Bangalore Talkies: Blooming tabebuias and drooping jacarandas

Shoba Narayan on the lesser-known side of Bengaluru—a city of nature lovers, tree huggers and flower peckers (the bird, not the human)

Have you seen ‘Wild Karnataka’, the film? It just won the national award, even though as one naturalist, rather snarkily, said, “It should have been called Wild Kabini—not Karnataka.”

That’s the thing you see. Not many people know this but Bengaluru is a city of nature lovers, tree huggers and flower peckers (the bird, not the human). They hike to Rangaswamy Betta, Savandurga, Nandi Hills and many of the rocky outcrops that are part of the Precambrian Deccan Plateau upon which Bengaluru sits. At 3,000 feet, Bengaluru is as high as Caracas and shares its temperate climate. Its citizens take the natural bounty available to them almost for granted.

Calling Bengaluru an IT city is both true and a disservice to the state that it is the capital of. Subsumed by the startups and tech businesses that have made Bengaluru famous, Karnataka abounds in wildlife. Beyond the Bandipur, Kabini and Nagarhole national parks, which are justly famous for their tigers, leopards and elephants, there are the Kali Tiger Reserve and Kudremukh peak. The magnificent Western Ghats traverse this state. Botanical artist Nirupa Rao illustrates the trees of the Western Ghats in her book by the same name. Wildlife filmmakers like Amoghavarsha and Sandesh Kadur chase frogs, tigers, wild dogs and the wild Kali river all in one film. Shaaz Jung has immortalised the black panther in his photographs and Rohini Nilekani sings its paeans in her writing. So please, don’t call Bengaluru just an IT City. Walk through its avenue trees and change your mind.

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This month, the tabebuias are blooming everywhere, pink-faced and blushing in their beauty. Jacarandas—plump and violet—droop over the streets and fall to the ground. As the short summer wanes, gulmohars will flower. Fragrant millingtonias that look like long jasmine buds will attract barbets and orioles, mynas and busy sunbirds that will dip their beaks into bud. The flowering trees of Bengaluru are the subject of TP Issar’s books and naturalist Karthik’s excellent journal that you can read at wildwanderer.com.

Several folks contributed to the flowering trees of Bengaluru ranging from a dynamic forest officer SG Neginhal, who worked with former chief minister Gundu Rao to increase the number of trees in the city. But if I had to pick, I would pick a German and a Sultan for changing the landscape of the city. In 1760, Hyder Ali, who was generally “rough and tough” to use a Bengaluru phrase, was so enamoured by the Mughal gardens that he set aside 40 acres to create a park called Lalbagh. His son, Tipu Sultan, added 30 more acres. The British tripled it.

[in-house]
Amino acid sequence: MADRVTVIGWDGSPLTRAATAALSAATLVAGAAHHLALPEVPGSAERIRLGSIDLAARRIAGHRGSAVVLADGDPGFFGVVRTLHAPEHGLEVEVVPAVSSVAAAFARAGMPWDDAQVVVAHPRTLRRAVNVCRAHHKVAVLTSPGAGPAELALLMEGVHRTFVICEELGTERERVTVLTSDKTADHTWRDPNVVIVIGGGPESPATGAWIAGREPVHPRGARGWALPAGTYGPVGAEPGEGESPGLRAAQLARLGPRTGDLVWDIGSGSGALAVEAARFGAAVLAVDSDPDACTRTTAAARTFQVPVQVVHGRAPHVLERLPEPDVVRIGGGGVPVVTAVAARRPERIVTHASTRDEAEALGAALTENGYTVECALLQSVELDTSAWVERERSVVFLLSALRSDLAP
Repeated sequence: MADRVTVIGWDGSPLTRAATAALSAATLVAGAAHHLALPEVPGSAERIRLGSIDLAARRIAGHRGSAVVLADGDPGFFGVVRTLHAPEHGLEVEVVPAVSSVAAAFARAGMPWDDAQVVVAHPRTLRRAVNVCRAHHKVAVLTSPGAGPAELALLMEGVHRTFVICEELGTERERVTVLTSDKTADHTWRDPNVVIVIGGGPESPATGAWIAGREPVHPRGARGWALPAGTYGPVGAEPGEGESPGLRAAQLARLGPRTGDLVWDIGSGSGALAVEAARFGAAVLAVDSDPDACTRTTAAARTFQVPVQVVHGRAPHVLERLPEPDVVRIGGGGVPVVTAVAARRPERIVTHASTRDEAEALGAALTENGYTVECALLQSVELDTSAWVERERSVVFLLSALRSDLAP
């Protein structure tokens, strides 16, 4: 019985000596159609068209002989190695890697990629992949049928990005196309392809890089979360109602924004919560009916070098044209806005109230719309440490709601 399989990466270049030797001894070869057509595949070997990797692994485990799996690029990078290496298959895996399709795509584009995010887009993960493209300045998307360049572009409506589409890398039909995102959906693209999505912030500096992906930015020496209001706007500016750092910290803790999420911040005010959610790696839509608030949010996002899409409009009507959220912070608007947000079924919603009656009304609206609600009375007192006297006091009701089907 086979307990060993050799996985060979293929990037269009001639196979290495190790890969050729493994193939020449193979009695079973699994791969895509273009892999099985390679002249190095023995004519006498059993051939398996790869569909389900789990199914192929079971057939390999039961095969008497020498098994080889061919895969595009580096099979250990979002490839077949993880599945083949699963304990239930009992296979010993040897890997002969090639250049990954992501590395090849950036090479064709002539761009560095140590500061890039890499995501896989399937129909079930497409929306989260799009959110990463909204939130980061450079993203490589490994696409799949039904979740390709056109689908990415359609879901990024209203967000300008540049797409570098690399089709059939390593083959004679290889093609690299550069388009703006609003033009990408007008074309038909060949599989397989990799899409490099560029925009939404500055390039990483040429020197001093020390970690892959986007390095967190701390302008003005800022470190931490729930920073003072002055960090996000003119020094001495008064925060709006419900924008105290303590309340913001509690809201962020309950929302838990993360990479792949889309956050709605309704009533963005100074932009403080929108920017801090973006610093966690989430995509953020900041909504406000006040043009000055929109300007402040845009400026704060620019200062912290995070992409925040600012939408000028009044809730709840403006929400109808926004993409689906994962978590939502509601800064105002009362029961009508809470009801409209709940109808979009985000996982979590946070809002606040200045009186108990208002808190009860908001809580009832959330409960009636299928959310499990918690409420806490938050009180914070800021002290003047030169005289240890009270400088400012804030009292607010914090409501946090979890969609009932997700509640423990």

Today, Lalbagh sprawls over 240 acres in Jayanagar. The routine is that you walk or jog in the morning and repair to a darshini or MTR for a filter coffee and thindi (tiffin) after. Every second Sunday, a birdwatchers’ group gets together in the morning to spot flycatchers and shrikes. Ecoedu.com regularly organises educational walks that focus on the countless creepers and other quirky plants that make their home in Lalbagh. But the thrill of Lalbagh for geologists is that just beyond its main entrance lies a three-billion-year-old Peninsular Gneiss, one of the oldest in the world.

It was a German horticulturist who took Hyder Ali’s vision to near-poetic heights. Handpicked by Maharajah Krishnaraja Wodeyar to landscape the palace gardens, Gustav Hermann Krumbiegel left his stamp all over Bengaluru. It was Krumbiegel’s idea to flank the boulevards with sequentially flowering trees: red silk cotton in January, pongams in February, pink tabebuias and purple jacarandas in March, Cassia javanica in April, scarlet gulmohar in May, pink bauhinias in June, rain tree in July, Colvillea racemosa in August, golden cassia in September, Amherstia in October and November, and fragrant white millingtonia in December. Then there are the Nagalinga flowers, which enshrine what looks like a Shivalinga, that flower through the year.

For me, the pleasure of Bengaluru is its trees. Upright and noble, they offer shade without discrimination. They allow you to pause and ponder under their life-giving arms. And, they are the lifeline of what will now become the catchphrase, Wild Karnataka.

This state advertises itself as “One State Many Worlds.” It isn’t nearly as catchy at Kerala’s “God’s Own Country,” but probably more accurate. Where else can you go white-water rafting on the Kali river, or climb Kudremukh peak, or visit the place where coffee originated (Baba Budangiri). Bengaluru is a hub, not just for IT but for many worlds, as it were.